Friday, January 24, 2014

The Spot Resoultions and the Lincoln-Douglas Debates of 1858


Prior to Polk’s Presidential election, the annexation of Texas and the War with Mexico were already very heated issues between Democrats and Whigs.  The “Spotty Lincoln” nickname stemmed back to when Lincoln was an emerging young Illinois congressman under the Whig party, who questioned the Polk’s justification for war based on U.S. territorial claims over the “spot” where the first bloodshed started the U.S. war with Mexico.  The ‘spot’ question widened the political argument on whether Polk’s war with Mexico was actually a defensive war or a war of aggression, expansionism and imperialism [1].

In 1847, Representative Lincoln challenged “President Polk to submit evidence to Congress that the land on which the initial battle occurred was indeed American property” [2].  There were eight of these House inquiry resolutions put forth by Lincoln with the Whig party aim of faulting Polk and the Democrats for beginning an unjust war, and these resolutions are informally known as the Spot Resolutions.

In Lincoln’s speech before the House, on the twenty-second of December, 1847, questions such as whether the U.S. citizens, whose blood had been shed, as claimed by Polk in his messages of 1846-47, were armed officers and soldiers directed to the area or were regular U.S. tax paying citizens [3].  It was evident to Lincoln and the Whigs that the inhabitants of the disputed territory were not providing taxes to the U.S. prior to the war, and it was a strong political strike by the Lincoln and the Whigs.  In 1847, the Whigs took control of the House and were able to narrowly pass, 85-81, a vote to censure Polk on the grounds of starting the war with Mexico [4].

These political spot inquiries, which were venomous party politics aimed to shift power balances in the House and Senate, were fought over beginning of the Mexican War and disputed territory “between the Nueces River and the Rio Grande” [5].  Polk initiated a conflict over land acquisition and the Democrat party would take some damage for it during the late 1850s.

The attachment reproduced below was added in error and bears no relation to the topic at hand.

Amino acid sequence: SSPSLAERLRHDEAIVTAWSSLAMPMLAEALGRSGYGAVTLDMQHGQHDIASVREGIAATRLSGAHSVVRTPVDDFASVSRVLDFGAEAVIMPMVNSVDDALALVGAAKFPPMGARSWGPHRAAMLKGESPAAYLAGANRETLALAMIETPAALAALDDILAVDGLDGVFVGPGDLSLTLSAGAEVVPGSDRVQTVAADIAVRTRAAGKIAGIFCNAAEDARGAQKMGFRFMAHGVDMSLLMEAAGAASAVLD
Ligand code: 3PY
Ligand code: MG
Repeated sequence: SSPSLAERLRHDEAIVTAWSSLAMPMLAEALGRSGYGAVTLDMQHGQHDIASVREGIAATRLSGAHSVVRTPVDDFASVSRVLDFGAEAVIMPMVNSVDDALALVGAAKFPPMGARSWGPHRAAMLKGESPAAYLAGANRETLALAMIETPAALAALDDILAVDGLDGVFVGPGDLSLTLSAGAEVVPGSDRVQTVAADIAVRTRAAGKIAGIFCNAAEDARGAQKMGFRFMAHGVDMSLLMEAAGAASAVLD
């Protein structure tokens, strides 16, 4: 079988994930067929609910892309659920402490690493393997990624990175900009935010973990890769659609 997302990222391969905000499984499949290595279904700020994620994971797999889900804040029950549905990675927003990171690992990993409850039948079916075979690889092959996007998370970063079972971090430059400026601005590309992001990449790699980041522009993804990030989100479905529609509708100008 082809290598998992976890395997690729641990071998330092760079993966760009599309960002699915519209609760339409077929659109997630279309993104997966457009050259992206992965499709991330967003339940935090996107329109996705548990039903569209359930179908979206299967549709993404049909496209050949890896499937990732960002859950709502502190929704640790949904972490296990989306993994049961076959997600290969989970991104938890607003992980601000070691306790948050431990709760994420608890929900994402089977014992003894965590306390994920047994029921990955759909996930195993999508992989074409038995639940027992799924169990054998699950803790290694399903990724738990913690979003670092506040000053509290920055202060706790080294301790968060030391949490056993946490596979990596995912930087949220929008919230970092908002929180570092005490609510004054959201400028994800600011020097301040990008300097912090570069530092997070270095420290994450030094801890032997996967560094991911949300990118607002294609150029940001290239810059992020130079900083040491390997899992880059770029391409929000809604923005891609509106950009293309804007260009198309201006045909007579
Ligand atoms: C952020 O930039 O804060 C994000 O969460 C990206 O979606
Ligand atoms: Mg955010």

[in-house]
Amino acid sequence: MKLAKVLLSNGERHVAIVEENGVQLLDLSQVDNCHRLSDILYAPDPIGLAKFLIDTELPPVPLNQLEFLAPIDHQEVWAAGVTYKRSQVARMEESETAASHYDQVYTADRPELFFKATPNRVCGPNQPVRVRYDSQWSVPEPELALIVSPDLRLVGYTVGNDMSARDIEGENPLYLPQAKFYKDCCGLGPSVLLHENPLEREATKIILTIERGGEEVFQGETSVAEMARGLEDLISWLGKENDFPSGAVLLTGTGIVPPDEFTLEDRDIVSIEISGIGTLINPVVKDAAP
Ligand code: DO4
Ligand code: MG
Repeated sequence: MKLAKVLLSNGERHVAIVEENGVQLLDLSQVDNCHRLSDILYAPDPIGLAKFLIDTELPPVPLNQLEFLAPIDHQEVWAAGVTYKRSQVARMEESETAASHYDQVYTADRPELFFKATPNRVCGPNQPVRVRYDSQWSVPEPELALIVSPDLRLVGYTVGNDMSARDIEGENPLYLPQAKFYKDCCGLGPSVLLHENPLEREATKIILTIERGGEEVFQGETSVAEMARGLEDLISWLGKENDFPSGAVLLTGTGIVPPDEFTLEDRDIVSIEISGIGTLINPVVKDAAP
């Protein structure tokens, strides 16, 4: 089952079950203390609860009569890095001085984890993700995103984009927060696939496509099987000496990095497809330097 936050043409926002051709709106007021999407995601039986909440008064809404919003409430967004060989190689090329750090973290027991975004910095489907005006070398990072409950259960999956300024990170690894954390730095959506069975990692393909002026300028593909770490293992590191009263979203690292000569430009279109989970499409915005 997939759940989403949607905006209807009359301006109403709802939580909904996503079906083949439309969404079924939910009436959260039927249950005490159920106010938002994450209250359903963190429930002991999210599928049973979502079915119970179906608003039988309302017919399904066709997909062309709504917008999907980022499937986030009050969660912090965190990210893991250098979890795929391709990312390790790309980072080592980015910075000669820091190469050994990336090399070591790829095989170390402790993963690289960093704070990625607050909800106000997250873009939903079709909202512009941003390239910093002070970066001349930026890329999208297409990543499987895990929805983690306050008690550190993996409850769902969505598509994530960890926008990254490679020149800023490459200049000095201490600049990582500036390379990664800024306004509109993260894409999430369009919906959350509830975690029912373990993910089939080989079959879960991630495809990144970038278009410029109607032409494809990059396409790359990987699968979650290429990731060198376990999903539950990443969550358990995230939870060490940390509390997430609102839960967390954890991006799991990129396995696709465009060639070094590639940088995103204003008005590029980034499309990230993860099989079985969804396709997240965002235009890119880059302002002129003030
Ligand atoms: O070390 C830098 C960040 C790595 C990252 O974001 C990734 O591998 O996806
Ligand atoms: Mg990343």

During the Lincoln-Douglas debates of 1858 for “Illinois’s Senate seat” [6], Douglas pulled the patriot card on Lincoln with accusations that during Lincoln’s spot resolutions, Lincoln had actually sided with the common enemy against his own country during war.  Douglas referred to Lincoln as “Spotty Lincoln” and made jokes about spots of political platforms early on, but basically accused Lincoln of treasonous activity [7].  In response, Lincoln justified his position by stating that “his opposition to the initiation of the war had nothing to do with his willingness to support supplies for U.S. troops” [8].    

1. Mueller, Jean West and Wynell B. Schamel. 1988.  "Lincoln's Spot Resolutions." Social Education 52, 6 (October 1988): 455-457, 466. National Archives.  Accessed January 24, 2014.  http://www.archives.gov/education/lessons/lincoln-resolutions/

2. Louis Fisher. 2009.  “The Mexican War and Lincoln’s Spot Resolutions.”  The Law Library of Congress, p. 1.  Accessed on Janruary 24, 2014.  http://loc.gov/law/help/usconlaw/pdf/Mexican.war.pdf

3.  Abraham Lincoln.  1847.  Speech Before the United States House of Representatives 22 December 1847.  Public Domain.  Accessed on January 24, 2014.  http://www.sewanee.edu/faculty/willis/Civil_War/documents/LincolnSpot.html

4. Louis Fisher. 2009.  “The Mexican War and Lincoln’s ‘Spot Resolutions’.”  The Law Library of Congress, p. 5.  Accessed on Janruary 24, 2014.  http://loc.gov/law/help/usconlaw/pdf/Mexican.war.pdf

5. Michael Holt.  2004. “The Fate of their Country: Politicians, Slavery Extension, and the Coming of the Civil War” (New York: Hill and Wang, 2004), 16.

6. Michael Holt.  2004. “The Fate of their Country: Politicians, Slavery Extension, and the Coming of the Civil War” (New York: Hill and Wang, 2004), 124.

7. Louis Fisher. 2009.  “The Mexican War and Lincoln’s ‘Spot Resolutions’.”  The Law Library of Congress, p. 8.  Accessed on Janruary 24, 2014.  http://loc.gov/law/help/usconlaw/pdf/Mexican.war.pdf

8. Louis Fisher. 2009.  “The Mexican War and Lincoln’s ‘Spot Resolutions’.”  The Law Library of Congress, p. 8.  Accessed on Janruary 24, 2014.  http://loc.gov/law/help/usconlaw/pdf/Mexican.war.pdf

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